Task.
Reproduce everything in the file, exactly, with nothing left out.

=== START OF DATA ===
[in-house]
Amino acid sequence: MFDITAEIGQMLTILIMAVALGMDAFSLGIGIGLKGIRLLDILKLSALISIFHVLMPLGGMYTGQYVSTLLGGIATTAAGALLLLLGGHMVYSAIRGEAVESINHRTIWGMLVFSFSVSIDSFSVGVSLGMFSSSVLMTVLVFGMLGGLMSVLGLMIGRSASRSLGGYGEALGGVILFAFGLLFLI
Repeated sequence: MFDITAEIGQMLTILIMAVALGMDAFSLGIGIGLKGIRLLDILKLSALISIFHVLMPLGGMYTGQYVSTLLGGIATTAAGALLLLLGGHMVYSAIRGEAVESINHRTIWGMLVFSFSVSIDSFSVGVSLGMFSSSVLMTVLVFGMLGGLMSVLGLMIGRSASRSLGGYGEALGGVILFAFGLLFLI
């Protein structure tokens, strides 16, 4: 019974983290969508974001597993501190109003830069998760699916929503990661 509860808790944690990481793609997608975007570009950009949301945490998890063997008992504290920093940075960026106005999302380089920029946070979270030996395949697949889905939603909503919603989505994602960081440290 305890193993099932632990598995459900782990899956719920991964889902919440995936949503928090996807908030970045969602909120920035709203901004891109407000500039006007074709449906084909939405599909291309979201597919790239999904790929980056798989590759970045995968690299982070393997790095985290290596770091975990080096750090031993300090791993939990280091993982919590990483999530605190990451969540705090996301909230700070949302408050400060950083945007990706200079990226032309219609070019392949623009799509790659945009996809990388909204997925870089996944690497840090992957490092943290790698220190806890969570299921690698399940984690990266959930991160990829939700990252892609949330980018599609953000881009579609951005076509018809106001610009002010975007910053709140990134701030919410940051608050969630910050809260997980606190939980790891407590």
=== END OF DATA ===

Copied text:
[in-house]
Amino acid sequence: MFDITAEIGQMLTILIMAVALGMDAFSLGIGIGLKGIRLLDILKLSALISIFHVLMPLGGMYTGQYVSTLLGGIATTAAGALLLLLGGHMVYSAIRGEAVESINHRTIWGMLVFSFSVSIDSFSVGVSLGMFSSSVLMTVLVFGMLGGLMSVLGLMIGRSASRSLGGYGEALGGVILFAFGLLFLI
Repeated sequence: MFDITAEIGQMLTILIMAVALGMDAFSLGIGIGLKGIRLLDILKLSALISIFHVLMPLGGMYTGQYVSTLLGGIATTAAGALLLLLGGHMVYSAIRGEAVESINHRTIWGMLVFSFSVSIDSFSVGVSLGMFSSSVLMTVLVFGMLGGLMSVLGLMIGRSASRSLGGYGEALGGVILFAFGLLFLI
């Protein structure tokens, strides 16, 4: 019974983290969508974001597993501190109003830069998760699916929503990661 509860808790944690990481793609997608975007570009950009949301945490998890063997008992504290920093940075960026106005999302380089920029946070979270030996395949697949889905939603909503919603989505994602960081440290 305890193993099932632990598995459900782990899956719920991964889902919440995936949503928090996807908030970045969602909120920035709203901004891109407000500039006007074709449906084909939405599909291309979201597919790239999904790929980056798989590759970045995968690299982070393997790095985290290596770091975990080096750090031993300090791993939990280091993982919590990483999530605190990451969540705090996301909230700070949302408050400060950083945007990706200079990226032309219609070019392949623009799509790659945009996809990388909204997925870089996944690497840090992957490092943290790698220190806890969570299921690698399940984690990266959930991160990829939700990252892609949330980018599609953000881009579609951005076509018809106001610009002010975007910053709140990134701030919410940051608050969630910050809260997980606190939980790891407590």